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Marc-André ter Stegen: A look back at his time at Borussia Mönchengladbach

Suhas Achanta

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Header Image by Dennis Grombkowski / Bongarts via Getty Images

The Bundesliga is the first league amongst the big-five to restart since football’s unprecedented halt. With the German league aiming at finishing the 2019/20 season, many fans all over the globe are taking an added interest. And this gives us an opportunity to look back at the spell from Marc-André ter Stegen with Borussia Mönchengladbach.


Today, Ter Stegen’s name comes up in every discussion on the world’s best keepers. The German shot-stopper has come a long way in his career. From being branded as an error-prone flop to becoming a saviour on several occasions, Ter Stegen has seen a massive rise. There are many moments where he single-handedly kept Barça in the game. Making crucial saves, he now poses a deserving shot at being the German national team’s first-choice keeper ahead of Manuel Neuer. But now, let’s head back to his time in the Bundesliga.

Breaking into the first team

Ter Stegen graduated from Borussia Mönchengladbach’s academy. Playing at all levels for the German side, his name finally began showing up in the first team in 2010. In the 2010/11 season, he was frequently seen on the bench, while simultaneously starring for the reserve team.

As we all know, success comes to those who make the most of their opportunities. In football, breaking into the first-team as a goalkeeper is more challenging than one can imagine. Despite Ter Stegen producing excellent performances in the reserves, he was still behind in the pecking order. Belgian keeper Logan Bailly was Mönchengladbach’s first choice. However, things would turn in favour of the young German with Die Fohlen having a substandard season.

Marc-André ter Stegen Marco Reus Borussia Mönchengladbach

Ter Stegen, alongside former teammate at Borussia Mönchengladbach Marco Reus | Photo by Patrik Stollarz via Getty Images

After picking up just 16 points in 22 games, then coach Michael Frontzeck was replaced by Lucien Favre. Despite improving the results, it was the goalkeeper Logan Bailly who was inconsistent. Both Favre and the fans were aware of Ter Stegen’s progress in the reserves, and the coach soon lost patience with Bailly, giving the young German his break.

With several eyes on him, Ter Stegen knew that he had to impress, and he didn’t disappoint. The entire defence seemed to bolster a never-seen-before rigidity, with Marc-André between the sticks. He kept four clean sheets in the last five games. Through this run of game-time, he produced several world-class saves notably against the eventual champions Borrusia Dortmund, helping his side secure a famous 1–0 win.

Continued success

The following season, Ter Stegen would become Mönchengladbach’s first-choice keeper. He was given the no. 1 shirt, with Bailly being loaned out. From there on, things only got better for the current Barça man. Growing in confidence, he also developed a command on goal. At times he would even vocally assert his authority over the defence to make sure they weren’t out of position. He developed a rich understanding with the fans and was soon branded as one of the club’s best players.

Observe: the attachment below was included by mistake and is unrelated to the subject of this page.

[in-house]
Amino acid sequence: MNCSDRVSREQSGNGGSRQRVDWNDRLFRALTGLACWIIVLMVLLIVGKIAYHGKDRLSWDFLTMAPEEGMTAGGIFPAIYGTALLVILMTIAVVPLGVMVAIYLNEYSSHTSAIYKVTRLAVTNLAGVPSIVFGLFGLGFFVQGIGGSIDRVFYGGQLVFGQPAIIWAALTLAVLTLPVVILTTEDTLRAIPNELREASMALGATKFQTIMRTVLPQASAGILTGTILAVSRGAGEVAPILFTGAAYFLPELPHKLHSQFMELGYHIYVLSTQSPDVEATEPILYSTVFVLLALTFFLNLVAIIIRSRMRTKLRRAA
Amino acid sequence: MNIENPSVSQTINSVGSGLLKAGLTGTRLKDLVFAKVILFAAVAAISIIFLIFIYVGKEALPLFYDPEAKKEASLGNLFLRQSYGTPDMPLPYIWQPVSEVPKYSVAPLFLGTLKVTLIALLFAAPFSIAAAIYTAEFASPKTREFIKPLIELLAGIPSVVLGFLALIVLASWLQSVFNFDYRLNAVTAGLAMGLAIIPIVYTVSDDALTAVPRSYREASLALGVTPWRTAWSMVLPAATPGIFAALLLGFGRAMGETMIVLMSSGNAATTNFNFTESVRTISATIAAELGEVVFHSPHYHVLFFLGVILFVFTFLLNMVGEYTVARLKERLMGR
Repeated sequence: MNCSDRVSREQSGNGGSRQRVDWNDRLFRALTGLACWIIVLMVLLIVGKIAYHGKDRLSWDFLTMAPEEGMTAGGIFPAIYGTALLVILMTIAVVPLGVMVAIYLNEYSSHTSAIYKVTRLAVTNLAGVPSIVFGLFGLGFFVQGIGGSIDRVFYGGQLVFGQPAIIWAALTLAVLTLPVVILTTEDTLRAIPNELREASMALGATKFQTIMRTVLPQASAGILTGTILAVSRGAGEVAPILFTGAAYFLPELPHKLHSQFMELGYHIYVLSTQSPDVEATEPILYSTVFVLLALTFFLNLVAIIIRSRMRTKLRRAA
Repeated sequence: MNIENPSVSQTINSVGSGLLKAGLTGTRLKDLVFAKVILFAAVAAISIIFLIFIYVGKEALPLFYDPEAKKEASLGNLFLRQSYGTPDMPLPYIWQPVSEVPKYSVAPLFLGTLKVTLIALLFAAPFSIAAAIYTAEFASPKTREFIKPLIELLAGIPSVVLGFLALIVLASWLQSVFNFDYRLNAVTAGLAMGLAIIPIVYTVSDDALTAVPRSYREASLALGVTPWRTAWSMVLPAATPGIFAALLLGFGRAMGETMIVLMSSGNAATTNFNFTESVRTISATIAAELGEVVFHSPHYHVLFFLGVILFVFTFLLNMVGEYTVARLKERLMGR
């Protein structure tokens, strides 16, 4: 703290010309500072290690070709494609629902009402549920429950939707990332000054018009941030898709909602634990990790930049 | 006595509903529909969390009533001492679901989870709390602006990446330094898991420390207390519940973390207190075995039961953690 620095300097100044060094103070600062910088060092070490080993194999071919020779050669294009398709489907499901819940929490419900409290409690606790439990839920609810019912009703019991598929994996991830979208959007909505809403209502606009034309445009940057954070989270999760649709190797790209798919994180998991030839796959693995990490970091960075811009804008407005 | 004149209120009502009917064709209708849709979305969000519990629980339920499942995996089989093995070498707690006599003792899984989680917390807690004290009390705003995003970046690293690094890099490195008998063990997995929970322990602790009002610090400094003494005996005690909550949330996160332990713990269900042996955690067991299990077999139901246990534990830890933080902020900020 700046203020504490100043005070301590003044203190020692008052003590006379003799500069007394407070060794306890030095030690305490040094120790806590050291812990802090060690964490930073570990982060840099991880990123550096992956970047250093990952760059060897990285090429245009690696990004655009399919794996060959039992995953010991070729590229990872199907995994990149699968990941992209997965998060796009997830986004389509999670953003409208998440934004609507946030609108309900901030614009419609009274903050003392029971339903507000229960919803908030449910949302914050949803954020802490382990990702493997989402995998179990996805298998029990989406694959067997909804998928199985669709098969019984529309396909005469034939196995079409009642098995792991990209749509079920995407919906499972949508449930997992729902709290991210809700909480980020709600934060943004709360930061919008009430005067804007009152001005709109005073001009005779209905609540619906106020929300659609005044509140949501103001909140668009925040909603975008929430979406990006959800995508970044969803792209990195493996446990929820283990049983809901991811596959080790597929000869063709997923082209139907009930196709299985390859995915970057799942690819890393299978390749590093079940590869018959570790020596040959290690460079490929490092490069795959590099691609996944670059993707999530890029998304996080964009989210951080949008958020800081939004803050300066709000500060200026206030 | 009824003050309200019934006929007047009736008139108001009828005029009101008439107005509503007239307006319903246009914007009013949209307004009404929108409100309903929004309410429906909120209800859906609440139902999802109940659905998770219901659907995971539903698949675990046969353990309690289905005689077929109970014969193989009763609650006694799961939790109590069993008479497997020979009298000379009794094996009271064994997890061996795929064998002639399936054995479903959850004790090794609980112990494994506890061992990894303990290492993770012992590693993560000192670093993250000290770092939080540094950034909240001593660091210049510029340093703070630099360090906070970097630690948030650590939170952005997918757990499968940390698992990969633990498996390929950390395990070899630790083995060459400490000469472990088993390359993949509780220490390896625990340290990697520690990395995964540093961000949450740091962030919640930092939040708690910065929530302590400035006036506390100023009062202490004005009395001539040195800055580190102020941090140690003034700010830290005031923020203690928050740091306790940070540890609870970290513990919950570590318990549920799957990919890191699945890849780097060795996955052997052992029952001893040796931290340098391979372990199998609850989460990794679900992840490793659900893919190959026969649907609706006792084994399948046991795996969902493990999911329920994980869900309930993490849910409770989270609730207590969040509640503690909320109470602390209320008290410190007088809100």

Ever since the 2012/13 season, there were rumours of a transfer to Barcelona. The Catalans side were evidently impressed by the German and were looking for a long-term replacement for Víctor Valdés. Notwithstanding, despite tabloids reporting that he signed a pre-agreement with the azulgranas in February 2013, he publicly denied it.

He would stay for one more season with 2013/14 turning out to be his final one at his boyhood club. It is in this season where he produced his best numbers statistically. He averaged around 4.1 saves per game. He was confident while facing opposing attackers 1v1, and made an average of 2.1 saves in the penalty area, and 1.8 saves outside the box. Being a fan-favourite, he had an emotional goodbye on the final home game of that season.

Departure and conclusion

He would join Barcelona in the summer of 2014 for a fee of €12 million. Despite not having the ideal start to his career in blaugrana colours, he managed to work hard and prove his worth. Injuries, individual errors, and inconsistency made him lose his starting position to Claudio Bravo. However, the German kept his head up and worked his way back to being the club’s first-choice keeper.

Marc-André ter Stegen Barcelona Borussia Mönchengladbach

In 2016 Marc-André ter Stegen already faced his former Borussia Mönchengladbach with Barcelona | Photo by Odd Andersen / AFP via Getty Images

Today, Ter Stegen is a crucial part of the team. He has covered for the defence on multiple occasions, making unworldly saves to ensure the goal isn’t breached. At 28, despite not yet being Germany’s no.1, it is clear that eventually, Neuer will have to surrender his position.